20 January 2020
Exploring your family tree and finding new ancestors is at the heart of family history, but there are certain situations when hiring professional help could be a smart move, writes Paul Chiddicks in his latest blog.
Whether you are completely new to family history, a seasoned campaigner, or like me an enthusiastic amateur, at some point you are going to come to a grinding halt with your research. This could be on a whole family line that you hit a brick wall on, or it could be just an individual ancestor that you are having difficulty with. Either way you have reached the dreaded genealogy brickwall.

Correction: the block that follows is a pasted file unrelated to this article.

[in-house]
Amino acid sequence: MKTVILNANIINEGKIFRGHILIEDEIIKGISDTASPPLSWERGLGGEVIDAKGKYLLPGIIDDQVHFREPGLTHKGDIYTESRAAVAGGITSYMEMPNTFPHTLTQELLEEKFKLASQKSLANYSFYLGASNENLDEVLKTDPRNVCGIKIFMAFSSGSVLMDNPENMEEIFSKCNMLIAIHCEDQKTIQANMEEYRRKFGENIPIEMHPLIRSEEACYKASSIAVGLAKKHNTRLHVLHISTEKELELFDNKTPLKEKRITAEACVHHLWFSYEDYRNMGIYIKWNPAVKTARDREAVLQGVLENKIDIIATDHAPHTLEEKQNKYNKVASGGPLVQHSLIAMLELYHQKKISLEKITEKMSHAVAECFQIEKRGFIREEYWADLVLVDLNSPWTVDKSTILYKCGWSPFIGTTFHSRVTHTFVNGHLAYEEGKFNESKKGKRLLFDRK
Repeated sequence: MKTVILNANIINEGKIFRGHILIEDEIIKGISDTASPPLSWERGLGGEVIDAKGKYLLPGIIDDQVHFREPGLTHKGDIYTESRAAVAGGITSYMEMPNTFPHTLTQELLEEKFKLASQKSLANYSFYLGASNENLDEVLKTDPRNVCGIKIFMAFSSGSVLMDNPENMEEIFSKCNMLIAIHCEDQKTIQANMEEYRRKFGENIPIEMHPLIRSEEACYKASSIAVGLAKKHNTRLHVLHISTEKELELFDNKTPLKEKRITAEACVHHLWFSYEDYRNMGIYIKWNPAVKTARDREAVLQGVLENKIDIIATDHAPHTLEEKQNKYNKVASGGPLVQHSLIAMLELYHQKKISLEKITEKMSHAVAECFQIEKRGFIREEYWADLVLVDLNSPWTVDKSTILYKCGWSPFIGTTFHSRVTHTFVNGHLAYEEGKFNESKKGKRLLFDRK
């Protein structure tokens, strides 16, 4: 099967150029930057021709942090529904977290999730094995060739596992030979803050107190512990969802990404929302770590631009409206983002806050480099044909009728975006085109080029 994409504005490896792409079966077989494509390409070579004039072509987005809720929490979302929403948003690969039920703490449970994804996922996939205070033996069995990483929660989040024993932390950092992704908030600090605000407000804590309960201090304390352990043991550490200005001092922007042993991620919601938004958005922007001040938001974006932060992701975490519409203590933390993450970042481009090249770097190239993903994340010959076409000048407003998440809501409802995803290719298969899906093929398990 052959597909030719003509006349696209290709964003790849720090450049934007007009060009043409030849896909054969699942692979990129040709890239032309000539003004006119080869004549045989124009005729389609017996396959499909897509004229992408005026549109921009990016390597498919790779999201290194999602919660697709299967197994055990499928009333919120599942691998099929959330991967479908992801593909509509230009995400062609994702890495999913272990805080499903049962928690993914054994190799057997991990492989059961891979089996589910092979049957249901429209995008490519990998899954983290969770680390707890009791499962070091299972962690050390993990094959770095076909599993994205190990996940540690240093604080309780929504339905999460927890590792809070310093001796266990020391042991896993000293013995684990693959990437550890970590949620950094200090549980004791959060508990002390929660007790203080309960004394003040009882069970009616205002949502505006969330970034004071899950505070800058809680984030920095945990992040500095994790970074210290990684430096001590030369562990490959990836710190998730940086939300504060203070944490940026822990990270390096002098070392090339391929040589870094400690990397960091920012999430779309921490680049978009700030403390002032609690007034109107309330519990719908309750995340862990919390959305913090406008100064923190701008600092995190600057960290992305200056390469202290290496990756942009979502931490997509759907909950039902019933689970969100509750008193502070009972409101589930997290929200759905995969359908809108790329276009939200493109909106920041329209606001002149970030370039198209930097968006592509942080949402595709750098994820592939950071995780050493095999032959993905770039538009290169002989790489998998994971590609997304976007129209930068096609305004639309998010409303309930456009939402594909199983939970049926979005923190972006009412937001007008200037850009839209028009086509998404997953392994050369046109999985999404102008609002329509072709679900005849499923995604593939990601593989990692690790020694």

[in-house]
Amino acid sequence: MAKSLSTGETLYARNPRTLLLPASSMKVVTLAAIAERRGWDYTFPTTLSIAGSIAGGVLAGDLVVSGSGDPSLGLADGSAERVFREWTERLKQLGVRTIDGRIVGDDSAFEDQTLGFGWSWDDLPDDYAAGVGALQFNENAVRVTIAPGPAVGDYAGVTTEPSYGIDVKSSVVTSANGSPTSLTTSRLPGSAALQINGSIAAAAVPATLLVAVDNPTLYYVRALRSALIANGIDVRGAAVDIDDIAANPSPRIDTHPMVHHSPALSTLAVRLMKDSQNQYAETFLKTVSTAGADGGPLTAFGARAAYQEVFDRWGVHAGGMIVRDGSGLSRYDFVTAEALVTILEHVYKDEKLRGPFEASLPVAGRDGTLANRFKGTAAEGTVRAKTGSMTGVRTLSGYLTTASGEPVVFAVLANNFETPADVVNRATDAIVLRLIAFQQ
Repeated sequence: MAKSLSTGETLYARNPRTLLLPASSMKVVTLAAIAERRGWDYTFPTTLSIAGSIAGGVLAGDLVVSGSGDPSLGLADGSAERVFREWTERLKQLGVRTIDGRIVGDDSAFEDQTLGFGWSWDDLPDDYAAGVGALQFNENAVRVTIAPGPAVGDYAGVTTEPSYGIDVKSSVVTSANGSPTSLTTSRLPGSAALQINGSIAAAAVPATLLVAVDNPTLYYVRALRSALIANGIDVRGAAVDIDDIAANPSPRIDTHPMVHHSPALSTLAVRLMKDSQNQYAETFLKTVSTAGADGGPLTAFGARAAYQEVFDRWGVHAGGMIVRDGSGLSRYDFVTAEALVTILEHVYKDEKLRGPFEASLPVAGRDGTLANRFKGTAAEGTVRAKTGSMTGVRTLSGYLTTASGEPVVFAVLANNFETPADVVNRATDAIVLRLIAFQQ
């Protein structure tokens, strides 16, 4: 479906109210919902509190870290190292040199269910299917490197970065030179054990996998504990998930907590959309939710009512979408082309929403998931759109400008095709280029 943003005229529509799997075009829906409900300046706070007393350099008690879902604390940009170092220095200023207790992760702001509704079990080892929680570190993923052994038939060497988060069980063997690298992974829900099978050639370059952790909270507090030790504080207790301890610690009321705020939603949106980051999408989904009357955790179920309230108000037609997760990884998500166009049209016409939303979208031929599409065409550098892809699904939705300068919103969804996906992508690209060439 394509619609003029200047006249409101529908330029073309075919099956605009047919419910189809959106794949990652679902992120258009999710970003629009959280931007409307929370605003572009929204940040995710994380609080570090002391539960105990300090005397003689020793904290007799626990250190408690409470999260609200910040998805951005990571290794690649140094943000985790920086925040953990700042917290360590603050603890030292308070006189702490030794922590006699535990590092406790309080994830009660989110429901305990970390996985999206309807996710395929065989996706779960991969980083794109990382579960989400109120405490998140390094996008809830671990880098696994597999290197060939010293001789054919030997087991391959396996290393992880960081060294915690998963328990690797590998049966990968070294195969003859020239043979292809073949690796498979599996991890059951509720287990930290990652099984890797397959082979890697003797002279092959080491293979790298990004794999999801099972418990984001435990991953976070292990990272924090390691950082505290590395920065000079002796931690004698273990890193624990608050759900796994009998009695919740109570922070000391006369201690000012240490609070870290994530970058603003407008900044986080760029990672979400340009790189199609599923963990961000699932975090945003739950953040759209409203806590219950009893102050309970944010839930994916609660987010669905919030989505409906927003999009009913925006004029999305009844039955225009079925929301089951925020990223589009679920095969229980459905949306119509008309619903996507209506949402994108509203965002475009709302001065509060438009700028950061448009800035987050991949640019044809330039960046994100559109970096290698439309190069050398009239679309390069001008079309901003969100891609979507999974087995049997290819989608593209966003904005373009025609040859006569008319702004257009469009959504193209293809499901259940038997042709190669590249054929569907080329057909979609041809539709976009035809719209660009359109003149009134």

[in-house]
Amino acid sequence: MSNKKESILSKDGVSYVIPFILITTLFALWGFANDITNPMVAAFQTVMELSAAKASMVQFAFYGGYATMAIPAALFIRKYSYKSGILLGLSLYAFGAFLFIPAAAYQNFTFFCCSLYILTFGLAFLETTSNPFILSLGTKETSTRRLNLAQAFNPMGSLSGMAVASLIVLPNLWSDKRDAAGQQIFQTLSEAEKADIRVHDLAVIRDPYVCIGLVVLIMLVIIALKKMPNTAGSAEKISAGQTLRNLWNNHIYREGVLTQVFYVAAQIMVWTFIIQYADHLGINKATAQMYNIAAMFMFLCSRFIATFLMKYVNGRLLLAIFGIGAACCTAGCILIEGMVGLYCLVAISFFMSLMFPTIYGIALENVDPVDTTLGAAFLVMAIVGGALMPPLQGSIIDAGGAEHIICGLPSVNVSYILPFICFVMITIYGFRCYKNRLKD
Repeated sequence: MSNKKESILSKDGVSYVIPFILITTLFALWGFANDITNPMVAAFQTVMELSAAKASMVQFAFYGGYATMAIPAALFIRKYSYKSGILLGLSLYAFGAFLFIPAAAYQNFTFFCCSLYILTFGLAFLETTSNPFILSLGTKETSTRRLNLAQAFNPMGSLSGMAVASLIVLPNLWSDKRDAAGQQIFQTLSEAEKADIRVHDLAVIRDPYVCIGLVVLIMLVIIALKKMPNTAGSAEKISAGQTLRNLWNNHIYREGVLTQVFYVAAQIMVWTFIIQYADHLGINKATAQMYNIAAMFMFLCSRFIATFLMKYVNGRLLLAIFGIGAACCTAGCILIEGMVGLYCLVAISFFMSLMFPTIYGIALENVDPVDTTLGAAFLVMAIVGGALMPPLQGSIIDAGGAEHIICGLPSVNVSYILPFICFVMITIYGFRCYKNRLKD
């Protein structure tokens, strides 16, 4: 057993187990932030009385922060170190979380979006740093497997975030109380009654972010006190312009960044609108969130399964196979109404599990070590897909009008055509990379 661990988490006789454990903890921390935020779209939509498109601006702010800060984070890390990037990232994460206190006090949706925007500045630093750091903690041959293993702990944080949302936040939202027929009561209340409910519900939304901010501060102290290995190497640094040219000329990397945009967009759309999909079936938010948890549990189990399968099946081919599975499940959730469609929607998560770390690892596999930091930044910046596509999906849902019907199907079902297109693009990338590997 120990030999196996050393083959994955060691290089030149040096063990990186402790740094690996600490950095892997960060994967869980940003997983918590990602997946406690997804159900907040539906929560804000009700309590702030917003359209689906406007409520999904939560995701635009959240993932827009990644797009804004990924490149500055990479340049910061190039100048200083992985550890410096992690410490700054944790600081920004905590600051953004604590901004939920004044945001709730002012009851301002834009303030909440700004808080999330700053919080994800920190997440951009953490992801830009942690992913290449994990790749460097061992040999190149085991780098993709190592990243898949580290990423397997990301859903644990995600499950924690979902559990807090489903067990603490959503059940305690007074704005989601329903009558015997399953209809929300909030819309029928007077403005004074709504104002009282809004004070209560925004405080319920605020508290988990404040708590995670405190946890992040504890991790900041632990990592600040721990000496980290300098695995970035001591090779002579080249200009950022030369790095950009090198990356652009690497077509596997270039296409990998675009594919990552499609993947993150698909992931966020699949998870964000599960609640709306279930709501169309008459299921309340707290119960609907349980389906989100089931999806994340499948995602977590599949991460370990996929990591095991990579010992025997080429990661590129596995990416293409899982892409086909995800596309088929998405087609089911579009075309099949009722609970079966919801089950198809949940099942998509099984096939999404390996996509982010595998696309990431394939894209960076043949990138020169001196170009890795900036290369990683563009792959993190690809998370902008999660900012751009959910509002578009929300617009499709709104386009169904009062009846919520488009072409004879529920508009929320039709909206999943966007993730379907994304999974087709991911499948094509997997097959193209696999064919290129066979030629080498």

There are lots of great tips and guides available online, with good suggestions on different ways to approach genealogy puzzles, but let's assume you have literally exhausted all possibilities, where do you turn now?
Why not consider hiring a professional? Just to quantify that statement, I am neither a professional myself, nor do I carry out any paid research for individuals, so I am not advertising my own skills here. I am merely suggesting the merits and value in using professional researcher. Read on for five situations where hiring a professional could really benefit your research.
Simple logistics, as the particular records that you seek might be far away from your own location. A large proportion of my own family history is based in Essex, where I grew up. I only started tracing my family history after I moved 200 miles away from Essex, to Cheshire.